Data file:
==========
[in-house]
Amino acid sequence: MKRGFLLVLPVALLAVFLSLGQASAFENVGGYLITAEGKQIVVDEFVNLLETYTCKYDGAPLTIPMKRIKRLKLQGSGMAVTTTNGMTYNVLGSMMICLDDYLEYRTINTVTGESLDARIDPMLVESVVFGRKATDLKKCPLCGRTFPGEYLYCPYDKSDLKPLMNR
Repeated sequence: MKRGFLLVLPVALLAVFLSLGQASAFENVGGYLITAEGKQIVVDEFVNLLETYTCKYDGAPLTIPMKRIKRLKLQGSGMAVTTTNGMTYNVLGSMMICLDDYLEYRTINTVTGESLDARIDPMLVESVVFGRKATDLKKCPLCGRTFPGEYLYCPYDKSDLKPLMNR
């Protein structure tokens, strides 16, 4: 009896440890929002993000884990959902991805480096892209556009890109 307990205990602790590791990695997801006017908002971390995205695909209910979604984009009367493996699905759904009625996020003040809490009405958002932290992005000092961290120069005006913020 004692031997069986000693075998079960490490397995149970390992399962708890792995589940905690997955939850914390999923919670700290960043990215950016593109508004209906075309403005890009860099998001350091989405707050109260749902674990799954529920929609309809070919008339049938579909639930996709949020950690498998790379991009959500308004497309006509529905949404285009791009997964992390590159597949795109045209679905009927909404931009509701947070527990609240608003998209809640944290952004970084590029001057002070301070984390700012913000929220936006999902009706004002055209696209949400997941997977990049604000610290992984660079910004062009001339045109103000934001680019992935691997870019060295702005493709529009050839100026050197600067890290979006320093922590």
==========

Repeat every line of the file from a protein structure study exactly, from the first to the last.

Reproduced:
[in-house]
Amino acid sequence: MKRGFLLVLPVALLAVFLSLGQASAFENVGGYLITAEGKQIVVDEFVNLLETYTCKYDGAPLTIPMKRIKRLKLQGSGMAVTTTNGMTYNVLGSMMICLDDYLEYRTINTVTGESLDARIDPMLVESVVFGRKATDLKKCPLCGRTFPGEYLYCPYDKSDLKPLMNR
Repeated sequence: MKRGFLLVLPVALLAVFLSLGQASAFENVGGYLITAEGKQIVVDEFVNLLETYTCKYDGAPLTIPMKRIKRLKLQGSGMAVTTTNGMTYNVLGSMMICLDDYLEYRTINTVTGESLDARIDPMLVESVVFGRKATDLKKCPLCGRTFPGEYLYCPYDKSDLKPLMNR
């Protein structure tokens, strides 16, 4: 009896440890929002993000884990959902991805480096892209556009890109 307990205990602790590791990695997801006017908002971390995205695909209910979604984009009367493996699905759904009625996020003040809490009405958002932290992005000092961290120069005006913020 004692031997069986000693075998079960490490397995149970390992399962708890792995589940905690997955939850914390999923919670700290960043990215950016593109508004209906075309403005890009860099998001350091989405707050109260749902674990799954529920929609309809070919008339049938579909639930996709949020950690498998790379991009959500308004497309006509529905949404285009791009997964992390590159597949795109045209679905009927909404931009509701947070527990609240608003998209809640944290952004970084590029001057002070301070984390700012913000929220936006999902009706004002055209696209949400997941997977990049604000610290992984660079910004062009001339045109103000934001680019992935691997870019060295702005493709529009050839100026050197600067890290979006320093922590």